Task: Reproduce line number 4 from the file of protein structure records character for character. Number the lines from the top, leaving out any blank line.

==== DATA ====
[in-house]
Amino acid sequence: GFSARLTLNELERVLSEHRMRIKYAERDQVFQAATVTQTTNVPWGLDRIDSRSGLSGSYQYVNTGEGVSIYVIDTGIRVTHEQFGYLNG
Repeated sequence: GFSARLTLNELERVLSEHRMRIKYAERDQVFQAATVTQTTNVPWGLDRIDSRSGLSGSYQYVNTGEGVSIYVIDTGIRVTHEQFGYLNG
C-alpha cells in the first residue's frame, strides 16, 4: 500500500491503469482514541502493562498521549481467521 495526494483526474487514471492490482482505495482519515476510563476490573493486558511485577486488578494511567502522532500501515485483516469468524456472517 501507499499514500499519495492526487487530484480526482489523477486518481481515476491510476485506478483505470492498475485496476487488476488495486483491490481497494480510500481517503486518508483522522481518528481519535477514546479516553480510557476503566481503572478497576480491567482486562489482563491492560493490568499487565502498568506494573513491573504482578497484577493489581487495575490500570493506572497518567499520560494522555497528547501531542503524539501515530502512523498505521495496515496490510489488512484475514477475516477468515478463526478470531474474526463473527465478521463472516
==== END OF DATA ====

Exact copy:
C-alpha cells in the first residue's frame, strides 16, 4: 500500500491503469482514541502493562498521549481467521 495526494483526474487514471492490482482505495482519515476510563476490573493486558511485577486488578494511567502522532500501515485483516469468524456472517 501507499499514500499519495492526487487530484480526482489523477486518481481515476491510476485506478483505470492498475485496476487488476488495486483491490481497494480510500481517503486518508483522522481518528481519535477514546479516553480510557476503566481503572478497576480491567482486562489482563491492560493490568499487565502498568506494573513491573504482578497484577493489581487495575490500570493506572497518567499520560494522555497528547501531542503524539501515530502512523498505521495496515496490510489488512484475514477475516477468515478463526478470531474474526463473527465478521463472516